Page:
Editor's Outlook: The Bear Days of Summer
by Wayne A. Thorp
Seemingly to add insult to injury, one of my daily E-mails from a local market research firm informed me recently that we are, officially, in a bear market. By their calculation, the Dow Jones industrial average was down 20.3% as of the close of July 3 from its October peak. While they tried to cheer me up by pointing out that the S&P 500 was down only 19.3%, that index didnt want to be left out and its decline on July 7 took it down 20.5% from its October high. So, it seems that dog days of summer have been chased off by the bears.
During such downturns in the market, many investors prefer to bury their heads in the sand to avoid the bad news. Up or down, rain or shine, it is a good idea to have some idea how your portfolio is performing. For this type of casual observation, an on-line portfolio trackersuch as those covered in Cara Scatizzis in-depth comparison article in this issuewill do quite nicely. Such services are not intended to replace more full-featured portfolio management software, which usually handle investments that are more complex and aid in income tax filings. Instead, on-line portfolio trackers allow you to monitor things on a day-to-day basis. Many even allow you to receive E-mail alerts regarding important news events that may be driving a stocks price. For more information on these services, click here.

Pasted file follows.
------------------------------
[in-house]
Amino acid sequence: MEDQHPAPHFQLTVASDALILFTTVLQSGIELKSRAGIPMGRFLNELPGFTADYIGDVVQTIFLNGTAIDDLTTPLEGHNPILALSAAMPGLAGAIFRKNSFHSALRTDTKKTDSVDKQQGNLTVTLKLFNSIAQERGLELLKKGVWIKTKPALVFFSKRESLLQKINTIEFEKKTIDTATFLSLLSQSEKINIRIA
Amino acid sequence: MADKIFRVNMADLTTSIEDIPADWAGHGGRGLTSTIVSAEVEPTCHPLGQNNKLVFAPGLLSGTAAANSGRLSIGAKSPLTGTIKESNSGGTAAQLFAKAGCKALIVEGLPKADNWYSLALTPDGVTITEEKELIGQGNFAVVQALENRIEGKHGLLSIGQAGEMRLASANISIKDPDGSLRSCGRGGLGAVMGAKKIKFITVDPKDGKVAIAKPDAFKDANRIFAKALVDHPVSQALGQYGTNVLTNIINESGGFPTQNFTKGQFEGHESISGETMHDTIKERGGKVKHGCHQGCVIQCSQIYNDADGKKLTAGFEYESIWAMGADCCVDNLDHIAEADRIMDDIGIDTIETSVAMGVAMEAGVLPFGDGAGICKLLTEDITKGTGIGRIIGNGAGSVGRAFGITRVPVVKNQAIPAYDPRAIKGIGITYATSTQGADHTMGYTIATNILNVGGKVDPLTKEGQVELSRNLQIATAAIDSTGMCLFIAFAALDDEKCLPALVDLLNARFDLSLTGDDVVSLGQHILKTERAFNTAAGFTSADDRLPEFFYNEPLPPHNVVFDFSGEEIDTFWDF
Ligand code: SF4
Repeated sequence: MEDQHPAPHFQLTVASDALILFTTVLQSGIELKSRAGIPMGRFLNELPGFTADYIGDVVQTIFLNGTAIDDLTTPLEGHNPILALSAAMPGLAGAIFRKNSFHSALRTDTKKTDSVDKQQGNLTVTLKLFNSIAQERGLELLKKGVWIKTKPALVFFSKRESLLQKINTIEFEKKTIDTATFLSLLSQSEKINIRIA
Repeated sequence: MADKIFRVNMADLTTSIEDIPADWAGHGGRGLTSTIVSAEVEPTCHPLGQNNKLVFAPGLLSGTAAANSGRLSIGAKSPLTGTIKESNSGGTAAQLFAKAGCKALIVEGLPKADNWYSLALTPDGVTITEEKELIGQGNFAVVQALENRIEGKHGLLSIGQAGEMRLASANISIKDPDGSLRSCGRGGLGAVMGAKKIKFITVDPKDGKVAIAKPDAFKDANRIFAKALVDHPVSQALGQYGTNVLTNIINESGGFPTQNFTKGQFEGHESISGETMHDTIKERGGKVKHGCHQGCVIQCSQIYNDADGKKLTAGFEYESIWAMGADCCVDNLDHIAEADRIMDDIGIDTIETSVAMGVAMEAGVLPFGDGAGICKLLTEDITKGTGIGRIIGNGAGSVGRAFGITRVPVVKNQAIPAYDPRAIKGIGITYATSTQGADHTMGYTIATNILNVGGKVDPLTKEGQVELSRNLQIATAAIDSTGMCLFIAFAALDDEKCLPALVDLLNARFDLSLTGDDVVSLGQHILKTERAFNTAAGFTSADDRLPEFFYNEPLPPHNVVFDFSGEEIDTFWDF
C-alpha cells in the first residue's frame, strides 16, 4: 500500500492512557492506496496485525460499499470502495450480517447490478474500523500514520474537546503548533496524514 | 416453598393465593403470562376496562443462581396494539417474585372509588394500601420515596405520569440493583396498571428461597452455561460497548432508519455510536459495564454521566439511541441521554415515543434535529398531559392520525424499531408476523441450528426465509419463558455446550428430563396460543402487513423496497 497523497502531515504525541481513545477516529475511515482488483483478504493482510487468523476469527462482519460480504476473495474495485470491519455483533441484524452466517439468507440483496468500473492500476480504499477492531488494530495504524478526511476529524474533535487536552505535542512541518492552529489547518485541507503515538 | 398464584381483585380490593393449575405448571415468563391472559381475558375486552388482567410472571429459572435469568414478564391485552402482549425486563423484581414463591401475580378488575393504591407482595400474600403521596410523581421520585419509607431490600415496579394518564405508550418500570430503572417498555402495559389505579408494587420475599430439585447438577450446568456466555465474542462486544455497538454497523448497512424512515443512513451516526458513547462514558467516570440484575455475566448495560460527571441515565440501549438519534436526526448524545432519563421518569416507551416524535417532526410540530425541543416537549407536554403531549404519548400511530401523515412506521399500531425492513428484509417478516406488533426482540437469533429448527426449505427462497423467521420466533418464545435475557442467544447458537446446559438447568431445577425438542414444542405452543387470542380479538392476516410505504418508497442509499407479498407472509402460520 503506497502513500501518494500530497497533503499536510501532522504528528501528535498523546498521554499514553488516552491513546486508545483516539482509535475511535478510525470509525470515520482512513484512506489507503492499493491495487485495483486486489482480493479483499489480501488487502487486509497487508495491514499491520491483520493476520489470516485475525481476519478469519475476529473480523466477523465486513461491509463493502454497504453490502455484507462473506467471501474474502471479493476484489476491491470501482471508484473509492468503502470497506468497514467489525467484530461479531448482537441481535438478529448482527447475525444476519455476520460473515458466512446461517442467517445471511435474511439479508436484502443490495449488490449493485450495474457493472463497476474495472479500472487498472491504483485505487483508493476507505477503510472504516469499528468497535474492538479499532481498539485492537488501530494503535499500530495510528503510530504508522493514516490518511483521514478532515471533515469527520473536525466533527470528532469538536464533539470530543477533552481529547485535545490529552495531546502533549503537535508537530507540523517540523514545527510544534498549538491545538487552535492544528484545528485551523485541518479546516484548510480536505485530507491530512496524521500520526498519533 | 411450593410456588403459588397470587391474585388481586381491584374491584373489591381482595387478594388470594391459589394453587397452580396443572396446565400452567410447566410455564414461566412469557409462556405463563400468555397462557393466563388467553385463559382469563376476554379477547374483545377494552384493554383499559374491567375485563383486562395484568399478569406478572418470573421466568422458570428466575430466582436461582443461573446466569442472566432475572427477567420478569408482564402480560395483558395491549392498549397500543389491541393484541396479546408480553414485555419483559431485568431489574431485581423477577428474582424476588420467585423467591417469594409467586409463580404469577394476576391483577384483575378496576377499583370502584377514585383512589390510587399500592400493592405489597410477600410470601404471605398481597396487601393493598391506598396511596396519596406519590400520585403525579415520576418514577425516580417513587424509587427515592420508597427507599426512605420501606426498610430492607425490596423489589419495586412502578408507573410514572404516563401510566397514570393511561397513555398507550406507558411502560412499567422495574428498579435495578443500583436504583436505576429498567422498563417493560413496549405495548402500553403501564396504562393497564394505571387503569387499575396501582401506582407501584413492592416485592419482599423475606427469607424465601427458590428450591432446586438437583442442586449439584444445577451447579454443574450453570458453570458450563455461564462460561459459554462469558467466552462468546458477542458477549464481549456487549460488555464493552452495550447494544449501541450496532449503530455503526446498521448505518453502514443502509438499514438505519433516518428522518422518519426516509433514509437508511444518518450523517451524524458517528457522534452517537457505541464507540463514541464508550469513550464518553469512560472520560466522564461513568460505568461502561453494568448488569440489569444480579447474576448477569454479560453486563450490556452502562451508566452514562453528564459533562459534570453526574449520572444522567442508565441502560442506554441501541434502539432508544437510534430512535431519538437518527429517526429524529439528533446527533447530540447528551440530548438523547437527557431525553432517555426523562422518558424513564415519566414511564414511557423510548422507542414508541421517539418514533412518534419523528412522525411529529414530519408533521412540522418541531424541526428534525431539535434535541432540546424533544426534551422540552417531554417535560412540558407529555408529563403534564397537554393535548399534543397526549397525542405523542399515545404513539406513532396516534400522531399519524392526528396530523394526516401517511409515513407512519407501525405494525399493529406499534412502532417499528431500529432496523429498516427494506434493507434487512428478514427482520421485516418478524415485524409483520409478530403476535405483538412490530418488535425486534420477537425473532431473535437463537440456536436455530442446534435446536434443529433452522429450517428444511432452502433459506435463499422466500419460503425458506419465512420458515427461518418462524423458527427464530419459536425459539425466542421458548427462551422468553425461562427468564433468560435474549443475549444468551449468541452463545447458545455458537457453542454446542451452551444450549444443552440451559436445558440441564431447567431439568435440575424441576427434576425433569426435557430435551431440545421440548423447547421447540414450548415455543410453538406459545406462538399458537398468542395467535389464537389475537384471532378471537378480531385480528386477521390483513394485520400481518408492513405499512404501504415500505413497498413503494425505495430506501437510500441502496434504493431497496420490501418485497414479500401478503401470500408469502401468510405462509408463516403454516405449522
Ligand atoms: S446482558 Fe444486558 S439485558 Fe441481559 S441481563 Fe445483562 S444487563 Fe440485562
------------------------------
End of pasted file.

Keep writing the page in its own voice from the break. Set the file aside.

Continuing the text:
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Beesofts ProTA & ProTA Gold
In the May/June issues Messages segment, I pointed out that Beesoft and its programs ProTA and ProTA Gold were still in existence, despite comments to the contrary in our March/April 2008 comparison of technical analysis and charting services. I promised to provide a supplemental write-up of these two programs and include them in this issue. With apologies to Jeff Bizon at BeeSoft, space constraints kept us from running it in the printed issue of CI. However, you can read about these two top-flight offerings for the Mac OS at our Web site: www.aaii.com/ci/200807/prota.pdf. We also plan to merge this into the existing comparison from the March/April issue so you have all of this information in a single downloadable document.
Adieu Bill, Farewell XP (Kind Of)
Finally, Microsoft had two send-offs at the end of June: Bill Gates ended his tenure as a full-time employee after 30-plus years, and the company ended retail sales of Windows XP. I am sure Bill wont miss the paycheck, but only time will tell how much Microsoft will miss him.
As far as XP goes, you cant walk into a retail store and buy copies of Windows XP, as Microsoft attempts to direct consumersand, more importantly, businessesto Windows Vista. But Microsoft is sending mixed messages: You will still be able to buy new PCs with Windows XP installed on them until 2009 and XP will remain under Microsofts support umbrella for at least another seven years. All the while, rumors are flying about the next-generation Windows platform, which could be rolled out in as little as three years. Overall, not a rousing cry of support for Vista.